During his half-century- long career in veterinary medicine, Dr. Charles Thoen has worked with food- producing animals, companion animals, nonhuman primates, elk, buffalo and even elephants. Early in his career he was a veterinary medical epidemiologist for the United States Department of Agriculture (USDA). He later chaired the department of Veterinary Microbiology and Preventive Medicine at Iowa State University, International Union Against Tuberculosis and Lung Disease Scientific Committee on Tuberculosis in Animals, and World Health Organization Committee on Animal Tuberculosis.
He’s been a consultant to the Smithsonian Institution, National Institutes of Health, Centers for Disease Control and Prevention, Pan American Health Organization, National Aquarium in Baltimore, International Elephant Foundation, and agricultural departments in the United States and countries including Egypt, New Zealand, South Africa, Colombia and Serbia.
Dr. Thoen has served as president of the American Veterinary Epidemiology Society and was invited by the World Veterinary Association to provide content for its educational portal on tuberculosis (TB) in animals and humans. In 2014 he received the Distinguished Research Alumnus award from the University of Minnesota College of Veterinary Medicine for his accomplishments on TB and clinically significant pathogenic mycobacteria. He’s been an editor of seven textbooks on infectious disease that are used by scientists worldwide.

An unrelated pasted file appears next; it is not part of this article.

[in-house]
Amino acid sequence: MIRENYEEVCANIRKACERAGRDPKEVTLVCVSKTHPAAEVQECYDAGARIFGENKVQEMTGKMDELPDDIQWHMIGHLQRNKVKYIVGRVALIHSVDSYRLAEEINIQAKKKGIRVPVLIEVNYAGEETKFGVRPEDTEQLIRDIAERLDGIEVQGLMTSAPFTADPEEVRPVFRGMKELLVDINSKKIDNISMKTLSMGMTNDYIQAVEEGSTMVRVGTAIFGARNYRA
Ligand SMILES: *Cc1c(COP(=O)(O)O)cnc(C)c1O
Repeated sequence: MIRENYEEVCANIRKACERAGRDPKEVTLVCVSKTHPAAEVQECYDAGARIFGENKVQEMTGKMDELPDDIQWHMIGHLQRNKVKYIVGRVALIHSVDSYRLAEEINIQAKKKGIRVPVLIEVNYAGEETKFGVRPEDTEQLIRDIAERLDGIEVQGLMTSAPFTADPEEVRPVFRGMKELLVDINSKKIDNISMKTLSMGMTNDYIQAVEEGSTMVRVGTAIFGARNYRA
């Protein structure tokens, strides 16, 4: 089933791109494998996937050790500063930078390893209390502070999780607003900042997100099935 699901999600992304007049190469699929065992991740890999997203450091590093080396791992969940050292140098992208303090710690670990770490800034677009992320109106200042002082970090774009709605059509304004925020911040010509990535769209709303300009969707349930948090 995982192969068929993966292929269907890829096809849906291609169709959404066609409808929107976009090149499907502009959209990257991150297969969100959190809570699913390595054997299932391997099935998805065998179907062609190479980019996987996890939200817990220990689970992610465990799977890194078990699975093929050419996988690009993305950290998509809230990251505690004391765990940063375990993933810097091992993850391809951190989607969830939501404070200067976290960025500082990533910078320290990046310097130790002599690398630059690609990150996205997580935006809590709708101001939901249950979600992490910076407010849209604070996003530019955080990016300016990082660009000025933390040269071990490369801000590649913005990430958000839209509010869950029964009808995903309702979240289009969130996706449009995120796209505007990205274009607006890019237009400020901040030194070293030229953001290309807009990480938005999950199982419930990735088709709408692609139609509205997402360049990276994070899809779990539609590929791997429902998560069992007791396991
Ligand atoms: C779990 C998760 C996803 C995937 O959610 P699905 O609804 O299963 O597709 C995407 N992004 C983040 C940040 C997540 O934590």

He credits his training at Mayo Clinic for providing him with research skills, and a childhood pet for sparking his lifelong interest in infectious diseases in animals and humans.
Dr. Thoen grew up on a farm in Harmony−Lanesboro, Minnesota. When his dog, Trixie, contracted an infectious disease and died, the 10-year-old boy wanted to learn more about what killed his pet. He talked to the local veterinarian and “was hooked,” he says.
Dr. Thoen recently edited the third edition of Zoonotic Tuberculosis: Mycobacterium bovis and Other Pathogenic Mycobacteria, a comprehensive review of the state-of-the-art control and elimination of infections caused by Mycobacterium tuberculosis complex in animals and humans.
Intermingling of the species
“Infectious diseases can be transmitted from animals to humans, and from humans back to animals,” says Dr. Thoen. TB in particular causes disease in humans, elephants and several nonhuman primates. He says this information is especially important because TB is a re-emerging disease in both humans and animals worldwide and is a risk when they intermingle.
“Advanced TB is highly contagious and a significant concern to public health officials,” says Dr. Thoen. “Molecular techniques can trace outbreaks, including genotyping the TB organisms to identify strains and determine if isolates from human patients are similar to those of animals they were exposed to — or vice versa. If the isolates are the same, we can suspect transmission from one species to another, which helps identify the source of infection.”